We find ourselves frequently in the Las Vegas area, since we love RVing in the west and LV is a great central location. When we tire of the casinos and shows, we have found some great recreation and campsites all within an hour's drive.

Lake Mead National Recreation Area

A little over 30 miles east from the Las Vegas Strip, Lake Mead offers great recreation opportunities, and terrific campgrounds. With 1.5 million acres, this National Recreation Area offers boating, fishing, hiking and biking. And when it comes to setting up your Winnebago, there are over a dozen campgrounds to choose from, with amenities ranging from full hookups (even cable TV) to basic no-hookup sites.

Palm Tree with water in the background

Our favorite place to camp is at Boulder Beach Campground. This location offers easy access to Lake Mead, including a swimming area and marina, the 34-mile paved River Mountains Loop Bike Trail, the nearby Lake Mead Visitor Center, and an easy six-mile bike ride or hike to Hoover Dam. There is also a raft float trip down the Colorado River from the base of Hoover Dam, and just like the bike ride to the Dam, you don't have to drive; the concessionaire picks up nearby.

Hoover Dam

Boulder Beach Campground offers no hookups, but there are bathrooms with flush toilets and an easy access dump station with potable water available. This campground has been under refurbishment for over a year, so check out the website for up-to-date details. The updated campsites now have paved and level pads. There is also Wi-Fi available!

Two camping chairs looking out to a wooded area with water in the background

If you're looking for full hookups, right next door is Lake Mead RV Park. Both campgrounds have many sites with great views of Lake Mead, and a primo location to enjoy the recreational opportunities.

Red Rock Canyon National Conservation Area (BLM)

Head less than 25 miles west and you arrive at Red Rock Canyon. Here you'll find stunning geological landscapes. Aztec Sandstone is on display in all its vibrant red color in the great sandstone cliffs of this National Conservation Area. First make a stop at the Visitor Center, which gives all of us novices a geological field lesson on the rock formations. Then head out on the 13-mile loop road through the canyon. There are 26 hiking trails, many of them leaving from parking lots spaced along the loop road. An unusual but welcome sight at these parking lots are the designated "RV ONLY" spots.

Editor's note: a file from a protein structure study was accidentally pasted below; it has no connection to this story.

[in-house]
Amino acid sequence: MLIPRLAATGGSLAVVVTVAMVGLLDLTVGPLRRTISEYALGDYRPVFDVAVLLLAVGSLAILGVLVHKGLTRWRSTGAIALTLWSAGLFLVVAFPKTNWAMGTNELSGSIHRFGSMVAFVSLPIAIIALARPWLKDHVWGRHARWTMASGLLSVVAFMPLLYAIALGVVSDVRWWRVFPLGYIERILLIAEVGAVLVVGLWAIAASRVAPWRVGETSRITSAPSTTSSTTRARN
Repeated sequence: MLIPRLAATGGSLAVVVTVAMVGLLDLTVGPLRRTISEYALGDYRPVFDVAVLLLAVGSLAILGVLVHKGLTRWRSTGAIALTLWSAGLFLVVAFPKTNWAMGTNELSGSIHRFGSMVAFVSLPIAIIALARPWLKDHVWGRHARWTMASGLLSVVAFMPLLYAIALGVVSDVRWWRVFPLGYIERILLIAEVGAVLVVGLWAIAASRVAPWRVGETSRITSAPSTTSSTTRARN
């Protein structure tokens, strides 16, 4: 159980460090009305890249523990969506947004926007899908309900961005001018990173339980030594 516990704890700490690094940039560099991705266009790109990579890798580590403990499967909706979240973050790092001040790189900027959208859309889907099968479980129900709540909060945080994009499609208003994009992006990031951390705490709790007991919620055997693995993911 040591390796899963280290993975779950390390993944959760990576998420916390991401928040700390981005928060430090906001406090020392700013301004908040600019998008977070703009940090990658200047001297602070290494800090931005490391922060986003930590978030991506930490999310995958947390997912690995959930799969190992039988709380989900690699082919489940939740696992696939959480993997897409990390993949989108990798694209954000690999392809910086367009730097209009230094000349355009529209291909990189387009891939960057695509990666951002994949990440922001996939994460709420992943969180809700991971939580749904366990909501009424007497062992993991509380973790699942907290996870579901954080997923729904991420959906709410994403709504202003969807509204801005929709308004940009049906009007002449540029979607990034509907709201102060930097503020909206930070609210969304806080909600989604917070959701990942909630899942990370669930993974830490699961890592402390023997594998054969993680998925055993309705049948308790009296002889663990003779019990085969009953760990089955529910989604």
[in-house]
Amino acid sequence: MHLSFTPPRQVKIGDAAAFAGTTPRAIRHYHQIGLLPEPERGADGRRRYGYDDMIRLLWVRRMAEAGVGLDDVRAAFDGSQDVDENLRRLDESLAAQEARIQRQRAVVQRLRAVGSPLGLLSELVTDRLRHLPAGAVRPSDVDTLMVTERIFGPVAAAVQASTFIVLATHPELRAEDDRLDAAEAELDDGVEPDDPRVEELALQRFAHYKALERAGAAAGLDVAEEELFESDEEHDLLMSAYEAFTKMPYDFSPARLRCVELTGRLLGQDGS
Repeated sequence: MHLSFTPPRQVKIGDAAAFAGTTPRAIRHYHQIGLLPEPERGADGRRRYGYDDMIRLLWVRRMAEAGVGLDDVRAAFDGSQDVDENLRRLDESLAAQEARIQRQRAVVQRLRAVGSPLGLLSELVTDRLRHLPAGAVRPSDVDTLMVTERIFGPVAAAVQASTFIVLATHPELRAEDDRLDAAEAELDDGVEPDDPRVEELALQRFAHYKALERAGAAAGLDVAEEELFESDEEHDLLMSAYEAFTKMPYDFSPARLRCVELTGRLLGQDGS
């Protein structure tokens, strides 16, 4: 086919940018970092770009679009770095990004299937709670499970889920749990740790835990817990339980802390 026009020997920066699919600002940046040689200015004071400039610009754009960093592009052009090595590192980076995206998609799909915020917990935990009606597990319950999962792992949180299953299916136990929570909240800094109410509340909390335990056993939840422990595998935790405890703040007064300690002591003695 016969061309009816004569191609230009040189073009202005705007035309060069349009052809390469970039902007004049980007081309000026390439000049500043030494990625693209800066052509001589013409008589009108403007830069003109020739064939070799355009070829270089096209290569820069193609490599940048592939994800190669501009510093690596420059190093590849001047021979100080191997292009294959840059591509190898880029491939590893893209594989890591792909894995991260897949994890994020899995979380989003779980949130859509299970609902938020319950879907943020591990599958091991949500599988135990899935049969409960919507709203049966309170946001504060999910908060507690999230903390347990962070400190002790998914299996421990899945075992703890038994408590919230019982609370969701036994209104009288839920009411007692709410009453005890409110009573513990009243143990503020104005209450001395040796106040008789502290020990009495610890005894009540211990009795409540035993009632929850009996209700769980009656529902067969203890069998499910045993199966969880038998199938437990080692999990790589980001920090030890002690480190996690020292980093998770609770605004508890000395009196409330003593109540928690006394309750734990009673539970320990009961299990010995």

Road leading to Red Rock Canyon

We did several of the hikes along the loop, with one of our favorites being Calico Tanks. This 2.5-mile hike had lots of rock scrambling, walking on red rocks, and then the finale - the climb up to the big water "tank" and a great view of Las Vegas in the distance. Although a bit strenuous, the hike was well worth the effort.

Woman hiking along rocks

Another day, we hopped on our bikes at the campground, and rode over to Red Spring. We then walked the board walk to the petroglyph site, very interesting. Nearby, there was also a designated rock climbing area and, although we haven't personally embraced this sport, it sure was fun to watch the action!

Red Rock Canyon

The Red Rock Canyon Campground is rustic with no hookups and vault toilets (no dump station). So, come prepared. This campground is convenient to the NCA and the sites, although unpaved, are level with easy access.

Valley of Fire State Park

Finally, for the most awesome landscapes, and a wonderfully situated campground, make the one-hour drive northeast to Valley of Fire. This state park showcases the incredible rock colors and formations that were formed from great shifting sand dunes during the age of the dinosaurs.

Red colored rock in various formations in the Valley of Fire

For this outing from Las Vegas, we arrived early to choose a campsite. There are two campgrounds with a total of 72 sites. We opted for Atlatl Rock Campground which has sites that will accommodate large rigs along with water and electric hookups. Arch Rock Campground nearby, but on the other side of a large sandstone formation, is more rustic with generally smaller sites. These campgrounds, along with the prior ones mentioned at Lake Mead and at Red Canyon, do not take reservations. So, arriving early helps ensure a campsite, and one with a view!

Winnebago parked in front of red rock formation in Valley of Fire

Once we secured a campsite, we headed over to the Visitor Center to check out the park's movie and learn about the geology of the area. We also reviewed the 11 hiking trails to plan our hikes. We chose the one-mile Rainbow Vista Trail which was our warm up for more hiking. As the name states, we walked over the petrified sandstone dunes, checking out the incredible waves of color. Later, we headed over to the White Domes Loop which took us through very different rock formations, including a slot canyon. All good for a day of hiking.

Multicolored rock formation on Rainbow Vista Trail

Over the days we spent at Valley of Fire, we watched incredible sunrises and sunsets, and hiked many of the 25 miles of trails. One day, we had to wait as the road was closed for a video shoot for a new car commercial. Watching the car speed through the colored rocks on the twisting road definitely grabbed my interest.

Arch-like rock formation in Valley of Fire

On second thought, these great parks are part of the Glitz of Las Vegas; and all within a one hour's drive from the Strip!


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